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Symmonds Wins Fourth National 800m Title

Montano takes women's race; Coburn wins women's steeplechase.

Nick Symmonds won his fourth national title in the 800 meters on Sunday. Photo: PhotoRun.net

Montano takes women’s race; Coburn wins women’s steeplechase.

Written by: David Monti
(c) 2011 Race Results Weekly, all rights reserved. Used with permission.

EUGENE, Oregon — In what was his toughest USA Outdoor Championships final ever, Nick Symmonds found the closing speed he needed to beat longtime rival Khadevis Robinson and collegiate star Charles Jock and win his fourth consecutive national 800m title on Sunday. Symmonds’ race closed the middle and long distance program of this four-day championships at the University of Oregon’s Hayward Field.

“I got done with this one and it just felt so sweet because I’ve felt so nervous for this one,” said Symmonds after the race, looking relieved. “Obviously, this is the deepest the field’s been in a long time; I think they had nine “A” standards. So, to win in a field like this is just phenomenal.”

Jock, the NCAA runner-up from the University of California at Irvine bolted to the lead from the gun, and led the field through 400 meters in an honest 50.82. Jock was followed closely by Penn State’s Casimir Loxsom, Oregon Track Club Elite’s Tyler Mulder, Symmonds, and four-time national 800m champion Khadevis Robinson. The 6-foot, 4-inch Jock said that running from the front was his best strategy for victory.

“I did it the best way I knew how; taking it out hard and hoping that nobody catches me at the end,” Jock explained.

Jock was still in front at 600 meters, and his stride looked smooth. Loxsom remained in contention, but Symmonds had moved into third and Robinson into fourth. Loxsom began to fall back through the final curve, but Jock was still going full-tilt at the front. The race was playing out just as Symmonds had hoped.

“My only race strategy was to be on the leader’s shoulder with 100 to go,” Symmonds told reporters. “I caught up to Jock, and just flipped it that last hundred. To be honest, with 50 meters to go I thought maybe I’d flipped it a little too soon.  I could feel my body tying up.  But, I just tried to get my hips forward and just try to get across that line.  It wasn’t until I crossed the line that I knew I won it.”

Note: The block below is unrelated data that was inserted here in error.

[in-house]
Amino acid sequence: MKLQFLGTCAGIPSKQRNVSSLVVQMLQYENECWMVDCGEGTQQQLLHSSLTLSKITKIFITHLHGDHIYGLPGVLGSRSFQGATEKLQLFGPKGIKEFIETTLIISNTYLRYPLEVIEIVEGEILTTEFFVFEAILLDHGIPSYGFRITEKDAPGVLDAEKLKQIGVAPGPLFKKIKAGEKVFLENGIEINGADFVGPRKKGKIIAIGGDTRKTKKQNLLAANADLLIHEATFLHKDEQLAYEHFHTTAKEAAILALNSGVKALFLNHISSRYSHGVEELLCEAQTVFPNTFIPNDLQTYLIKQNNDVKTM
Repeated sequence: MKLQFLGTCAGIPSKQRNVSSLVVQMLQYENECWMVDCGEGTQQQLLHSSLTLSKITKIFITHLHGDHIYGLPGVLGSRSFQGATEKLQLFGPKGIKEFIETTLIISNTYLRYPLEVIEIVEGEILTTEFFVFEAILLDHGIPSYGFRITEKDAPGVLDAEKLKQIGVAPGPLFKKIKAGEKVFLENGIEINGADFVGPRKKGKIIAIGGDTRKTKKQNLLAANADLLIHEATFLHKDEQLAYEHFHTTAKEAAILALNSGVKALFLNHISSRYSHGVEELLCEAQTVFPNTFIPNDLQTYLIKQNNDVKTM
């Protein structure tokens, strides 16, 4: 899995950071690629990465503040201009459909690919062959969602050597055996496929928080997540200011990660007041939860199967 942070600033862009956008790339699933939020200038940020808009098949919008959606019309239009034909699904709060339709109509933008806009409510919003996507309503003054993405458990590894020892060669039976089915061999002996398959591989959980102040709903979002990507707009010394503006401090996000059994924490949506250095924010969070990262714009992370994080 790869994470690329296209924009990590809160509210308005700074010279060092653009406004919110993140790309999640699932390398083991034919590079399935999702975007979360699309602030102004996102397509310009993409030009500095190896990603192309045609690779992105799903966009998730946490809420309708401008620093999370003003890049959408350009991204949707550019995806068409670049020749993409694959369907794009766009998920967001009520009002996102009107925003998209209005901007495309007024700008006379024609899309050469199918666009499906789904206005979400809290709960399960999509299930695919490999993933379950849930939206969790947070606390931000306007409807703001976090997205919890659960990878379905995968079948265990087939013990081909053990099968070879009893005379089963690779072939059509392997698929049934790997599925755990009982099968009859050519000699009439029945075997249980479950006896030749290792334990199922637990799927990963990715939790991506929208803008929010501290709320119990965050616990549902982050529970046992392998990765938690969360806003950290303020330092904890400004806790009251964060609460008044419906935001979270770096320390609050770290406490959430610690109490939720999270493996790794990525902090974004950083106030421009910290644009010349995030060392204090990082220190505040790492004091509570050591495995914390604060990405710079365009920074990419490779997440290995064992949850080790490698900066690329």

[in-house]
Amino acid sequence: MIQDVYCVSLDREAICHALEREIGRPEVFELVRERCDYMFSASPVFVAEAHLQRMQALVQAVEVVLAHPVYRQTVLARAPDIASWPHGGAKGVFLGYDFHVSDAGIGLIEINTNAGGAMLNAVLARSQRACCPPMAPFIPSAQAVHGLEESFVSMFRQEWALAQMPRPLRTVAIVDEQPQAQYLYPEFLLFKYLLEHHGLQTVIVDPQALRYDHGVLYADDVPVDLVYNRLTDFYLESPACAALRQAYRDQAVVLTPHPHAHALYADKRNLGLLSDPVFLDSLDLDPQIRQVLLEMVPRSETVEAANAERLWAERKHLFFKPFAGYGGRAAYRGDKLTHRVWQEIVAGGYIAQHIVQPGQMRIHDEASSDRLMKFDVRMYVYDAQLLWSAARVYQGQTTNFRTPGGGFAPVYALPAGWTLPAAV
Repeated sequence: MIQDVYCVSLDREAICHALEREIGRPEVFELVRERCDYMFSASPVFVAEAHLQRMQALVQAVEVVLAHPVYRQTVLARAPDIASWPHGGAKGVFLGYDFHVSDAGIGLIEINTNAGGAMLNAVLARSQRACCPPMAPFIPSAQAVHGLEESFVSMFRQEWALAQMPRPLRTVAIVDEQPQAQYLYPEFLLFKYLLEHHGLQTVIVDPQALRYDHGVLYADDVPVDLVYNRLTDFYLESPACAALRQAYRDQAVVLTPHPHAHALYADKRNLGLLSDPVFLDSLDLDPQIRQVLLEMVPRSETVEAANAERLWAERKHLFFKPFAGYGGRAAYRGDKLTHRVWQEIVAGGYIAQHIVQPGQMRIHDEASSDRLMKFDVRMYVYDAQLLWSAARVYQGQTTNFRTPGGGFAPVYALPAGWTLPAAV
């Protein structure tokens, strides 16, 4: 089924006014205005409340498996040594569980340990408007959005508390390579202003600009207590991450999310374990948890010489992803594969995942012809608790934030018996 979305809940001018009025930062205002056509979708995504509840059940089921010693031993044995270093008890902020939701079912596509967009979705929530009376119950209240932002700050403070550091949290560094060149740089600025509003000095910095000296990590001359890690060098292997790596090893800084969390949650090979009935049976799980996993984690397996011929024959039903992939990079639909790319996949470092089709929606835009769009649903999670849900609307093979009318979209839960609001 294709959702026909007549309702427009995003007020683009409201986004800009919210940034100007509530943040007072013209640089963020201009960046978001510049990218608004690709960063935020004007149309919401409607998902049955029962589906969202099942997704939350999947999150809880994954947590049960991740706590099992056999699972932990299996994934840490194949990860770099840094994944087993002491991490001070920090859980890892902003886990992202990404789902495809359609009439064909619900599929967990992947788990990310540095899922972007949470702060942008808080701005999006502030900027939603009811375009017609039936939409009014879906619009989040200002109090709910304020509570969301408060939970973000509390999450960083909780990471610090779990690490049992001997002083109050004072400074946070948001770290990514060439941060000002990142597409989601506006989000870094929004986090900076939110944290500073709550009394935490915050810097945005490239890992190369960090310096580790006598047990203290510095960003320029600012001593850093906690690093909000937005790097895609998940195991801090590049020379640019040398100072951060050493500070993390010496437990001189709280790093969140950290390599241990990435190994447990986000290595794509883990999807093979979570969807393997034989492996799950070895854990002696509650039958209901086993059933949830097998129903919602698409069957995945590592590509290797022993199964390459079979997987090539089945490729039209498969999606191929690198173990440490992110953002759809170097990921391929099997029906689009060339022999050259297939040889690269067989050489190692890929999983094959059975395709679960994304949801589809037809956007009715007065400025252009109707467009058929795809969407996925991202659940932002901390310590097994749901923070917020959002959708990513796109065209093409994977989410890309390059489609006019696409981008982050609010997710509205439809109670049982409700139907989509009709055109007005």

Symmonds got to the tape in 1:44.17, a time which was only 7/100ths slower than his epic 2008 Olympic Trials victory, and the second-fastest of his four wins. Behind him, Robinson would also drive past Jock to claim second in  1:44.49. Robinson complimented Symmonds on his race.

“You’ve got to give credit where credit is due,” Robinson said. “He ran 1:44.1. I thought it would take what I ran to win. I ran that; he ran faster.  Took my hats off. The guy ran a tough race.”

Jock crossed next 1:44.67, a personal best. A college junior, he may have been the most thrilled of all about making the national team.

“It hasn’t hit me yet–I’m still in shock,” he said. “When I crossed that finish line I was like, wait a minute. I didn’t see anybody else pass me and I saw my name in third. The emotion, it was just crazy.”

NCAA champion Robby Andrews finished last, bewildered that he had nothing left in his legs after what he said were relatively easy preliminary races. His coach, Jason Vigilante, was nonetheless very pleased with his star athlete’s performance.

“He’s a 20 year-old in a field with some great kids,” said Vigilante. “I told him you’ve got nothing to hang your head about.”

Alysia Montano dominated the women's 800-meter final, winning in 1:58.33. Photo: PhotoRun.net